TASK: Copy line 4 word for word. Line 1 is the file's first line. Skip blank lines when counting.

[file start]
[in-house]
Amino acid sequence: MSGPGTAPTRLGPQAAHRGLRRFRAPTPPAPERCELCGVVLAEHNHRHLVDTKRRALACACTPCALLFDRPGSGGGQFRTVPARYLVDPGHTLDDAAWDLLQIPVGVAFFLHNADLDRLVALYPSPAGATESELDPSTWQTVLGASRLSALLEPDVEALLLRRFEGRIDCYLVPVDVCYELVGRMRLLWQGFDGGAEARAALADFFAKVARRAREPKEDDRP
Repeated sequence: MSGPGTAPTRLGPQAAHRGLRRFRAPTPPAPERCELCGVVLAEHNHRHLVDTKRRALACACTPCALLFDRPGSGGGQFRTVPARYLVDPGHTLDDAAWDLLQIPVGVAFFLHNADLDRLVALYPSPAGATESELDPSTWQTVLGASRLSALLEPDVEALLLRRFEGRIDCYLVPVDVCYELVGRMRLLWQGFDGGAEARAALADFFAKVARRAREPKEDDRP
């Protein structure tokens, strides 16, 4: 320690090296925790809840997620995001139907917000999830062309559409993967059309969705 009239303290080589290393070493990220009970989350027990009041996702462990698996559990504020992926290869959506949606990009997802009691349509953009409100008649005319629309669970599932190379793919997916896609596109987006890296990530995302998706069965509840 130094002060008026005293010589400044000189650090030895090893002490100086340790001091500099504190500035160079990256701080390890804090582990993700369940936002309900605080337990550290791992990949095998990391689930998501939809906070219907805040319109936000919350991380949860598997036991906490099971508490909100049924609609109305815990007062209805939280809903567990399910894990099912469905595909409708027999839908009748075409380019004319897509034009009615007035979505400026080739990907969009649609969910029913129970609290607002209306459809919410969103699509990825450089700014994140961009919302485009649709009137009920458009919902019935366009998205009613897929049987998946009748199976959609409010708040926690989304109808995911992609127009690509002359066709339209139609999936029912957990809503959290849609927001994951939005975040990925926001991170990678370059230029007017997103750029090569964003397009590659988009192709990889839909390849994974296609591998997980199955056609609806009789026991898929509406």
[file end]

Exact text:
């Protein structure tokens, strides 16, 4: 320690090296925790809840997620995001139907917000999830062309559409993967059309969705 009239303290080589290393070493990220009970989350027990009041996702462990698996559990504020992926290869959506949606990009997802009691349509953009409100008649005319629309669970599932190379793919997916896609596109987006890296990530995302998706069965509840 130094002060008026005293010589400044000189650090030895090893002490100086340790001091500099504190500035160079990256701080390890804090582990993700369940936002309900605080337990550290791992990949095998990391689930998501939809906070219907805040319109936000919350991380949860598997036991906490099971508490909100049924609609109305815990007062209805939280809903567990399910894990099912469905595909409708027999839908009748075409380019004319897509034009009615007035979505400026080739990907969009649609969910029913129970609290607002209306459809919410969103699509990825450089700014994140961009919302485009649709009137009920458009919902019935366009998205009613897929049987998946009748199976959609409010708040926690989304109808995911992609127009690509002359066709339209139609999936029912957990809503959290849609927001994951939005975040990925926001991170990678370059230029007017997103750029090569964003397009590659988009192709990889839909390849994974296609591998997980199955056609609806009789026991898929509406």